Have you ever heard of the Fourth Industrial Revolution? The first 3 industrial revolutions brought mass production, assembly lines, electricity, and information technology – but, now, living a great milestone in human history, with the ever-growing presence of technologies in all walks of our lives. The fourth industrial revolution, or Industry 4.0, is a concept developed by the German Klaus Schwab, director and founder of the World Economic Forum. For him, industrialization has reached a fourth phase, which “will fundamentally transform the way we live, work and relate, unlike anything human beings have experienced before.”
This unprecedented and so disruptive moment is driven by a set of advanced technologies that will fuse the physical, digital and biological worlds such as robotics, bigdata (analysis and interpretation of large data volumes), artificial intelligence, augmented reality, nanotechnology, 3D printing and the internet of things — digital interconnection of objects or things with the internet. It is estimated that by 2025 we will have more than 100 billion objects connected to the IoT (Internet of Things).
It is a matter of time, but the industries that we know today will be fully automated with systems that combine machines with digital processes.
To give you an idea, within a few years, processes related to the so-called industry 4.0 estimates a reduction in equipment maintenance costs of 10% to 40%, as well as an energy consumption reduction of 10% to 20%, and an increase in work efficiency between 10% and 25%, according to McKinsey’s consulting projections. These numbers make it clear that change is urgent!
This global transformation involves automated, connected and intelligent factories. In this process that uses large amounts of data to make decisions, without the need for human intervention, we generate a faster production chain and an unbridled race for innovation and technology. In China, for example, in 2015 an aggressive program called “Made in China” was launched, aimed at being among the largest industrial forces in the world by 2049. In the United States, federal investments totaled US$ 600 million and attracted more US$ 1.2 billion from the private sector. And Germany has two important strategies for the success of industry 4.0, which is defensive (staying competitive) and aggressive (developing new markets). But what about Brazil?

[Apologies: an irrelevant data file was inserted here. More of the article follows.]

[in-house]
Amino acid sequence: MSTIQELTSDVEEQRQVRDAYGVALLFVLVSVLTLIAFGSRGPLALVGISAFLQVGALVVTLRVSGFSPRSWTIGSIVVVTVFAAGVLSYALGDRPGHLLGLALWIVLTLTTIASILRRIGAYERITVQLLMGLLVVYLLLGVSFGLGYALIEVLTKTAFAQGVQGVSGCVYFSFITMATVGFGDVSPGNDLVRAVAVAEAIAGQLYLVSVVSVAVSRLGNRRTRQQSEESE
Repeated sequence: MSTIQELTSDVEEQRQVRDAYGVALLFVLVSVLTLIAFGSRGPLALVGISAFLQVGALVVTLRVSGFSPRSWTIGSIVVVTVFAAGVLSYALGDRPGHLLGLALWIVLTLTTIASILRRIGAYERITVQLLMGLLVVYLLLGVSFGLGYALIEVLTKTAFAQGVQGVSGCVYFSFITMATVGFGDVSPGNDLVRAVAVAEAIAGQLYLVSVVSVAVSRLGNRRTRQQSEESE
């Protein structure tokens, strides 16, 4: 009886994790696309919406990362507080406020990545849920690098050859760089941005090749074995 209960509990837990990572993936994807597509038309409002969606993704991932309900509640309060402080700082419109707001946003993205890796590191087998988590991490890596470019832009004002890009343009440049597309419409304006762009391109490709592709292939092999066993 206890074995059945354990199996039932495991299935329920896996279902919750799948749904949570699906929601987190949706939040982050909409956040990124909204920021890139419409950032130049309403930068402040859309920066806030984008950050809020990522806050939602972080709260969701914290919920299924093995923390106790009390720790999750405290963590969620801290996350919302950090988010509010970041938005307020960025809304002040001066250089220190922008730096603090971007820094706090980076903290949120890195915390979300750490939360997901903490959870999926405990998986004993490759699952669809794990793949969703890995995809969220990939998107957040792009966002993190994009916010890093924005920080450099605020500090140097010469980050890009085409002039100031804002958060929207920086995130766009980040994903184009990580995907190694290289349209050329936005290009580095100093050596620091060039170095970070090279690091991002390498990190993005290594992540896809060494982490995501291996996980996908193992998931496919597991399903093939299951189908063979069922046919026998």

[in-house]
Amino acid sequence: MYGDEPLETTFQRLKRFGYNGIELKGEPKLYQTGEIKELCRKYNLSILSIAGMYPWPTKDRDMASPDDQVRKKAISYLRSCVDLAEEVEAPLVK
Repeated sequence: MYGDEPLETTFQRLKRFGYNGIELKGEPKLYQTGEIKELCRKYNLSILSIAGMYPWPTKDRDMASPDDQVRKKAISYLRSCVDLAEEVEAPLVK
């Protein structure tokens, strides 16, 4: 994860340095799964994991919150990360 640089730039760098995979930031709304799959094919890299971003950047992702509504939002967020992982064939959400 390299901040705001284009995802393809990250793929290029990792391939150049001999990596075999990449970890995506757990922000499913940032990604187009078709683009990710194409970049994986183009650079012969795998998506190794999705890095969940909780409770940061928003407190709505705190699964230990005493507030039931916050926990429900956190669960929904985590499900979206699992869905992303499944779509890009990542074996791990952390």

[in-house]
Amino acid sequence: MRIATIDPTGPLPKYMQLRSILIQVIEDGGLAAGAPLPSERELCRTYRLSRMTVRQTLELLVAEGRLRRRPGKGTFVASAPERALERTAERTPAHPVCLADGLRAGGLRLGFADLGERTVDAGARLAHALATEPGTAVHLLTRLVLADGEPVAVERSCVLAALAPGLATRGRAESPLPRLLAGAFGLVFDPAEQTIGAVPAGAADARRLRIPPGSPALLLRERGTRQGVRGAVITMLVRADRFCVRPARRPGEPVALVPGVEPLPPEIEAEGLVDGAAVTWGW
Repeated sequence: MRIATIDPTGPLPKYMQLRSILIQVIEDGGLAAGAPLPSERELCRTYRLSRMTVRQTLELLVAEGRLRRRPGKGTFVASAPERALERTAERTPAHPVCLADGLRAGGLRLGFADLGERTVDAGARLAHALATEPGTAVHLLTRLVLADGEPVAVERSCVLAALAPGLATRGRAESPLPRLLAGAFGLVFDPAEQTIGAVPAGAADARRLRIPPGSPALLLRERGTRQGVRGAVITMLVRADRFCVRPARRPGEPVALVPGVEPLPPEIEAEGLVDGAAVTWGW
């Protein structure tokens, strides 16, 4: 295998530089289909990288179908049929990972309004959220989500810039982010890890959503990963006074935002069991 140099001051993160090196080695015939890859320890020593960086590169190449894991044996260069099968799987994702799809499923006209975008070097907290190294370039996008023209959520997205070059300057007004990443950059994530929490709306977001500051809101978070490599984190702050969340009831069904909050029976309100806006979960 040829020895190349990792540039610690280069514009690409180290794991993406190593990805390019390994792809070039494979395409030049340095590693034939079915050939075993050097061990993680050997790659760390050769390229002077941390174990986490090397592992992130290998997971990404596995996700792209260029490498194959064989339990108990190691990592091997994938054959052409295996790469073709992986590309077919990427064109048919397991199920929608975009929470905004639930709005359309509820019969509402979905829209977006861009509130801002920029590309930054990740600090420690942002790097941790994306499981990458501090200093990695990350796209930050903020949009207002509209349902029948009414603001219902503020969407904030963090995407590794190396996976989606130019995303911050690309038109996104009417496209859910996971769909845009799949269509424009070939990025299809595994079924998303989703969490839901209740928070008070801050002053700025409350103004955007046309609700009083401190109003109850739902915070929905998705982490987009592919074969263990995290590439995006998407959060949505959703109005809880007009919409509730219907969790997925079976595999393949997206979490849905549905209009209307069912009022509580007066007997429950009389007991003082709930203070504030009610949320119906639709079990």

According to data recently released by the National Confederation of Industry, it will take Brazil more than half a century to reach the per capita product of developed countries, if the national average Gross Domestic Product (GDP) growth rate of the last 10 years is maintained. That is, we are very late. In another survey conducted by the Federation of Industries of the State of São Paulo (Fiesp) in partnership with the National Service for Industrial Training of the State of São Paulo (Senai-SP) last year, it was pointed out that only 41% of industries use lean manufacturing or lean production system. And 32% of respondents to the survey had not even heard of the fourth industrial revolution, Industry 4.0 or Advanced Manufacturing; different names for the same change in production, based on technology and standalone devices
Surely we have many internal challenges in our country and now we need to accelerate. The bright side is that there is a great deal of opportunity to be covered as the most complete Industry 4.0 models should be in place by 2025. Stepping up and creating better business conditions for innovation is the only way to survive in this rapidly changing global marketplace. We need infrastructure, technology diffusion programs, and regulatory improvement through government management that prioritizes these agendas.
The transition process for industry 4.0, for most Brazilian companies, will be gradual, being determined by the investments made and the technological and productive capacity. The country’s competitiveness in relation to many other countries that have already started on the front depends on incorporating the new technologies of Industry 4.0, allowing them to compete on equal terms in the internal market and abroad. It is challenging but totally possible.
In the next text, we will talk about the impact of robotization on the future of work and whether we will really be replaced by machines just like in science fiction films and series.
Beatriz Bevilaqua, journalist and passionate about technology!